|Lee Glendon CBCI|
Big picture – long picture1: the value of horizon scanning
How can you ensure that your BCM programme and resources are allocated in a way proportionate to the current and potential threats that the company is and will be facing?
That’s a real question one of our members faced last year from her senior management team. While some folk will be frustrated at the threat-oriented starting point of the question, it is not an uncommon one as many practitioners will confirm. While ‘risk assessment through threat evaluation’ may provide some assistance with the question posed above, horizon scanning potentially provides a framework to build out the situational picture. It also provides an opportunity for a proactive stance by practitioners.
What is horizon scanning?
Well, Lyndon Bird FBCI presented the following definition at last year’s Executive Forum when this topic was discussed, drawing on the thoughts of the Consultative Committee of Sector Councils for Research:
Horizon scanning is defined as the systematic examination of potential threats, opportunities and likely future developments, including (but not restricted to) those at the margins of current thinking and planning. Horizon Scanning may explore novel and unexpected issues as well as persistent problems and threats.
The Horizon Scan 2013 Survey report took a two-layered horizon scanning approach. The first layer drew on members’ in-house ‘risk assessment through threat evaluation’ for the 12-month period ahead, while the outer horizon focused on analysis of trends and uncertainties; collectively this was termed horizon scanning. The objective of this approach was to look at how the identified trends might be driving near term disruption and therefore reveal the underlying cause of the problem.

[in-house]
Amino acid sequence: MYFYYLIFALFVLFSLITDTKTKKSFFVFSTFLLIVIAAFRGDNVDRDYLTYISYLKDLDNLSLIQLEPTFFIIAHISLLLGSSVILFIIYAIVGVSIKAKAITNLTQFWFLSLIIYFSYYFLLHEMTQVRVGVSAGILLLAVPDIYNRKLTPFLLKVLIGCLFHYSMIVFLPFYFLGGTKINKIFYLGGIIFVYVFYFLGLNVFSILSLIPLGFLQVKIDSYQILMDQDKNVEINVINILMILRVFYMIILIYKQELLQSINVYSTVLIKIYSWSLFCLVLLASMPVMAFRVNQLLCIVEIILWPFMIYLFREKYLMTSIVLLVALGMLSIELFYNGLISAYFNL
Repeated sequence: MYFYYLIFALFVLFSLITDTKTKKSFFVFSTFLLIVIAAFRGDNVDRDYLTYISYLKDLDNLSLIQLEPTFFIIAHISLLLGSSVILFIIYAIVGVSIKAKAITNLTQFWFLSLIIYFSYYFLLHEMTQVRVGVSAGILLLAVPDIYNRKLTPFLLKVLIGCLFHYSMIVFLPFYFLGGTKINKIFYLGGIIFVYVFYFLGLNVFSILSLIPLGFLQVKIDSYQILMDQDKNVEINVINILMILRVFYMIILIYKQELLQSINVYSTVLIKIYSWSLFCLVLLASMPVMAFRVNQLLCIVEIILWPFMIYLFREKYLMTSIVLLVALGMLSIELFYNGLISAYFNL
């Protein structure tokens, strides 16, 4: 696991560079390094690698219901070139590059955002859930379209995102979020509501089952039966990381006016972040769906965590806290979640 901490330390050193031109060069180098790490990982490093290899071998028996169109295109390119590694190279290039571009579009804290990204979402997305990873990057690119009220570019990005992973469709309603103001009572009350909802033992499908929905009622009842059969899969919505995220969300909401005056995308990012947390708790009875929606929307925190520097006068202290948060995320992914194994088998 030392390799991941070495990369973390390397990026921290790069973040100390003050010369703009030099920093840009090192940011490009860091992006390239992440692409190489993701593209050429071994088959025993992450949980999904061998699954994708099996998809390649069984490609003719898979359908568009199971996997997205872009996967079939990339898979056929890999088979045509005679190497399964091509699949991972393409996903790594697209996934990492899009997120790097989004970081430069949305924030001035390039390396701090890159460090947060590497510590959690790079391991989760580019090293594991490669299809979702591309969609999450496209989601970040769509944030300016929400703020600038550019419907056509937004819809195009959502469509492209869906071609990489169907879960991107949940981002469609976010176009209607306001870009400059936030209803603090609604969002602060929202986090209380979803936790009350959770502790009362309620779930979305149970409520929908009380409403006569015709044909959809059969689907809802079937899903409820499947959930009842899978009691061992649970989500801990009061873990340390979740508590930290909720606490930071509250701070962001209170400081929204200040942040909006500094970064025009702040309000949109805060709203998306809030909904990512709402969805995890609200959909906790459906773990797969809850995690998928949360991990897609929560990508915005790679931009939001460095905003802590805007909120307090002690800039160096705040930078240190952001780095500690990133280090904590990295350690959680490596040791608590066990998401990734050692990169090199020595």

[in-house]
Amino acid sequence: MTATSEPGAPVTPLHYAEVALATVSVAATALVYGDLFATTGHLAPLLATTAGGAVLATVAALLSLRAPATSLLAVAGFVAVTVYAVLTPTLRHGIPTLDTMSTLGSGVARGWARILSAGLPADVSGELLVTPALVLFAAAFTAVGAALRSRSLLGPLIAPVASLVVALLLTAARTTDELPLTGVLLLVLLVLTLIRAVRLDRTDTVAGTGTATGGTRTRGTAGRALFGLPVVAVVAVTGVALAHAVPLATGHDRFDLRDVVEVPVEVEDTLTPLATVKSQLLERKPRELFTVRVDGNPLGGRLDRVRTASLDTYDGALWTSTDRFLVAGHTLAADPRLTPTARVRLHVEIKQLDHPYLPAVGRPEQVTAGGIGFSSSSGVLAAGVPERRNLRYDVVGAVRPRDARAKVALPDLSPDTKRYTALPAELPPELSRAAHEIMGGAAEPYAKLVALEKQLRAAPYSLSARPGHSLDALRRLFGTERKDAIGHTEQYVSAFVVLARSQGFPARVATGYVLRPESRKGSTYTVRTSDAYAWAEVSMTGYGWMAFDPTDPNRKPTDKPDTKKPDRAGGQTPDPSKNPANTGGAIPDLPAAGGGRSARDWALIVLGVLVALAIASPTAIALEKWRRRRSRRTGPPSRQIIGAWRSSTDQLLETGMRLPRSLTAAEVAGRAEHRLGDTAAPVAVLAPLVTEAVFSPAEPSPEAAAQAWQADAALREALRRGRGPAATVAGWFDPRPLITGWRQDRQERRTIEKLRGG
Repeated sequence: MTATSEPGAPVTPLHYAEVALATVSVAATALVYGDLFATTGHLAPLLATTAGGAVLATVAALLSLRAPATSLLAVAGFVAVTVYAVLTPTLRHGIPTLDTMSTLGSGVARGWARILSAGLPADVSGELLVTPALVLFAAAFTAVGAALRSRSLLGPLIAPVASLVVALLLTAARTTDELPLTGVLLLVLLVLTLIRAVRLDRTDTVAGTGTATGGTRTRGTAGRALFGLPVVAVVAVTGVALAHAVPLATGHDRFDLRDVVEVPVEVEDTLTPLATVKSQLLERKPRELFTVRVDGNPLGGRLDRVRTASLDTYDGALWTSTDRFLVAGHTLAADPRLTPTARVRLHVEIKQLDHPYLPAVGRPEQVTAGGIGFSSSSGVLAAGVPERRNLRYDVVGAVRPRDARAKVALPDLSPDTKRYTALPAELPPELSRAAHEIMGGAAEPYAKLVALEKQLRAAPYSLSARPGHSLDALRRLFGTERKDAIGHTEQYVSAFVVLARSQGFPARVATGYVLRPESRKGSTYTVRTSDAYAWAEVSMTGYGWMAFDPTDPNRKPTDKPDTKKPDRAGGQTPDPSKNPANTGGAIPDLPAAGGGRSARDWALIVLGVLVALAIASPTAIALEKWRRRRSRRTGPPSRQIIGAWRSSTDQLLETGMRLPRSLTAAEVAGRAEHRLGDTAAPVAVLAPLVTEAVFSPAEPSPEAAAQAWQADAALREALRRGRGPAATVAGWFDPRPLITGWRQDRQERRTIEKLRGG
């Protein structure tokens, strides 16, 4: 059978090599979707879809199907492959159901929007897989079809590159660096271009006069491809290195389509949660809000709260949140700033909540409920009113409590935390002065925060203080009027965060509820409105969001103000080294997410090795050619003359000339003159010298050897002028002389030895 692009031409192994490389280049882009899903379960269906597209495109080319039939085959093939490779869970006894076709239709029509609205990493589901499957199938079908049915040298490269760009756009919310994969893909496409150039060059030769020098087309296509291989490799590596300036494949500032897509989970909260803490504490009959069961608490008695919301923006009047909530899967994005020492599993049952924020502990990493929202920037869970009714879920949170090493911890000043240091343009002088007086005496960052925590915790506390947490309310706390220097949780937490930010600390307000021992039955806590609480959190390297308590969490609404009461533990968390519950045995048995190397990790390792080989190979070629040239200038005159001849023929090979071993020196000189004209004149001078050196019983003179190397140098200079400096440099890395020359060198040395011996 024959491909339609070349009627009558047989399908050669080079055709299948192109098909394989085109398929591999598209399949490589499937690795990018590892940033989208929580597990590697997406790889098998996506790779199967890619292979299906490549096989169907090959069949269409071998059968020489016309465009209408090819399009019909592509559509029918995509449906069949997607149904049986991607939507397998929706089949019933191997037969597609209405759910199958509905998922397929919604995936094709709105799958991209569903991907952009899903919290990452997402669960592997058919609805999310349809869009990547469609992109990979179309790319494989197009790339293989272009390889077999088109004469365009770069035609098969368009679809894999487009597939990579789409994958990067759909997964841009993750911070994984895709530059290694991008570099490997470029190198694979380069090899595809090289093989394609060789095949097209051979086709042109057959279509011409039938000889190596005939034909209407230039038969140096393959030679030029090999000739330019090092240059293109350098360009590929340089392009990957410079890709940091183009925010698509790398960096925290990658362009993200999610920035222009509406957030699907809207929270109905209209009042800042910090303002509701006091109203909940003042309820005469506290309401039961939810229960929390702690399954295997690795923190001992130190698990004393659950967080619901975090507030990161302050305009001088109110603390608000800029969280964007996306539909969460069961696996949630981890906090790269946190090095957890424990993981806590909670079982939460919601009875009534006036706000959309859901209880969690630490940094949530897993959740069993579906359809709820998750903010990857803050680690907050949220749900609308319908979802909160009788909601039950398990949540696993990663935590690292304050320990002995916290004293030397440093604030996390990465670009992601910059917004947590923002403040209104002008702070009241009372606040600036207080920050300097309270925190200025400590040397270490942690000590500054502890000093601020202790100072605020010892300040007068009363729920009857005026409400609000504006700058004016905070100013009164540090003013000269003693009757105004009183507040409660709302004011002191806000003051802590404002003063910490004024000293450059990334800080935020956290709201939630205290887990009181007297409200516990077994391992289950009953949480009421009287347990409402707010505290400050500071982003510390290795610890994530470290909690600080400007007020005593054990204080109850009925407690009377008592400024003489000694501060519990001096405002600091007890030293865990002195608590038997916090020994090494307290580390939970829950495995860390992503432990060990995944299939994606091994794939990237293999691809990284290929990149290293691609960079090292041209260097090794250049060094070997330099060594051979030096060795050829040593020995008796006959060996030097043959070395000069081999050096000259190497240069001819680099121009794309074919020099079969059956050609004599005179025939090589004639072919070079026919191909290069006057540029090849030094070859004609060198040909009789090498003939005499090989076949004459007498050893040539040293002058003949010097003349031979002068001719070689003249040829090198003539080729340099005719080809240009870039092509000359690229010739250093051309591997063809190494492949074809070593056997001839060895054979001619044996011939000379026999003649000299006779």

The survey confirmed that most organizations in which BCI members work perform longer-term trend analysis (77%) whether centralised within a function such as strategy and risk or decentralised according to departmental need. One of the challenges identified in the survey is that 21% of business continuity practitioners in organizations that perform trend analysis did not have access to the information. 29% are actively involved in the analysis, while 48% use the inputs in their programme. Using the information to inform exercise scenarios and future capability development were two of the areas suggested in the survey. Only 3% of overall survey respondents did not see the value of trend analysis information in their business continuity activities.
The results of this year’s survey can be used to confirm or update existing thinking around the threat horizon; they can also be used as entry points into discussions across organizations to raise the relevance of business continuity. For example, risk factors are provided in annual filings for public companies – here are three from one company’s 20F form:
- System disruptions and failures may result in customer dissatisfaction, customer loss of both, which could materially and adversely affect our reputation and business
- Our international operations expose us to risks associated with fluctuations in foreign currency exchange rates that could adversely affect our business
- Political and economic conditions in the Middle East and other countries may adversely affect our business
Interestingly, there is little comment on what plans are in place to deal with these risk factors should they materialise. Perhaps someone should ask and ensure that business continuity is part of the solution!
We want to research horizon scanning concepts and methods a little further as a result of the survey. Our aim is to provide guidance on making horizon scanning a key component of a proactive business continuity programme, so that senior management does not need to ask the question posed at the beginning of this post, rather we have taken the initiative to paint the picture for them.
Lee Glendon, Head of Research and Advocacy at the BCI
Note1: for a good starting point on horizon scanning visit www.shapingtomorrow.com